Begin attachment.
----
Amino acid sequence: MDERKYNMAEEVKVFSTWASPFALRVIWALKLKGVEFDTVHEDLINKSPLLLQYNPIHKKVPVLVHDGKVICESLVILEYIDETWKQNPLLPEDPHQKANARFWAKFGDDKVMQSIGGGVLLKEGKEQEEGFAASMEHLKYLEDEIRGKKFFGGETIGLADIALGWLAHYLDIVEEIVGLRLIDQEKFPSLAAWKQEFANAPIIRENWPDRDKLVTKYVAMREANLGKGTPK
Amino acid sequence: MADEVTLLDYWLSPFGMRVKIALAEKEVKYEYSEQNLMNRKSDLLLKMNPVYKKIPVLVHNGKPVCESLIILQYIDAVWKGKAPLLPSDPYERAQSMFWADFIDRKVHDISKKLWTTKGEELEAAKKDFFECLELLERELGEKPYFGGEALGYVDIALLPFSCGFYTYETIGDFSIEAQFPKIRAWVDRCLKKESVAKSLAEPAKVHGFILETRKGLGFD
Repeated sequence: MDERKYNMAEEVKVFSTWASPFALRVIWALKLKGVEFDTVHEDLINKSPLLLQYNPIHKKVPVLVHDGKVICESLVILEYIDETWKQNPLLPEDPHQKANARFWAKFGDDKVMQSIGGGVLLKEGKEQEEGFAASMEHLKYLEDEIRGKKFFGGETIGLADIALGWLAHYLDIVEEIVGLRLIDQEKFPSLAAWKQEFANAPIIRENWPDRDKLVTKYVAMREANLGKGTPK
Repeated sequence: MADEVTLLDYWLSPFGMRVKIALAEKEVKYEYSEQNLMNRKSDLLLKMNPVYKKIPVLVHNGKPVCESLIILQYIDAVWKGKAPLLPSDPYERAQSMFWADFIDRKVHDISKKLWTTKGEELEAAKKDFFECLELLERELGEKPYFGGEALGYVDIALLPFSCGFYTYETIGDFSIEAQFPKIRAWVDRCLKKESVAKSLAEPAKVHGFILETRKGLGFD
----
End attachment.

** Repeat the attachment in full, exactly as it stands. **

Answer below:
Amino acid sequence: MDERKYNMAEEVKVFSTWASPFALRVIWALKLKGVEFDTVHEDLINKSPLLLQYNPIHKKVPVLVHDGKVICESLVILEYIDETWKQNPLLPEDPHQKANARFWAKFGDDKVMQSIGGGVLLKEGKEQEEGFAASMEHLKYLEDEIRGKKFFGGETIGLADIALGWLAHYLDIVEEIVGLRLIDQEKFPSLAAWKQEFANAPIIRENWPDRDKLVTKYVAMREANLGKGTPK
Amino acid sequence: MADEVTLLDYWLSPFGMRVKIALAEKEVKYEYSEQNLMNRKSDLLLKMNPVYKKIPVLVHNGKPVCESLIILQYIDAVWKGKAPLLPSDPYERAQSMFWADFIDRKVHDISKKLWTTKGEELEAAKKDFFECLELLERELGEKPYFGGEALGYVDIALLPFSCGFYTYETIGDFSIEAQFPKIRAWVDRCLKKESVAKSLAEPAKVHGFILETRKGLGFD
Repeated sequence: MDERKYNMAEEVKVFSTWASPFALRVIWALKLKGVEFDTVHEDLINKSPLLLQYNPIHKKVPVLVHDGKVICESLVILEYIDETWKQNPLLPEDPHQKANARFWAKFGDDKVMQSIGGGVLLKEGKEQEEGFAASMEHLKYLEDEIRGKKFFGGETIGLADIALGWLAHYLDIVEEIVGLRLIDQEKFPSLAAWKQEFANAPIIRENWPDRDKLVTKYVAMREANLGKGTPK
Repeated sequence: MADEVTLLDYWLSPFGMRVKIALAEKEVKYEYSEQNLMNRKSDLLLKMNPVYKKIPVLVHNGKPVCESLIILQYIDAVWKGKAPLLPSDPYERAQSMFWADFIDRKVHDISKKLWTTKGEELEAAKKDFFECLELLERELGEKPYFGGEALGYVDIALLPFSCGFYTYETIGDFSIEAQFPKIRAWVDRCLKKESVAKSLAEPAKVHGFILETRKGLGFD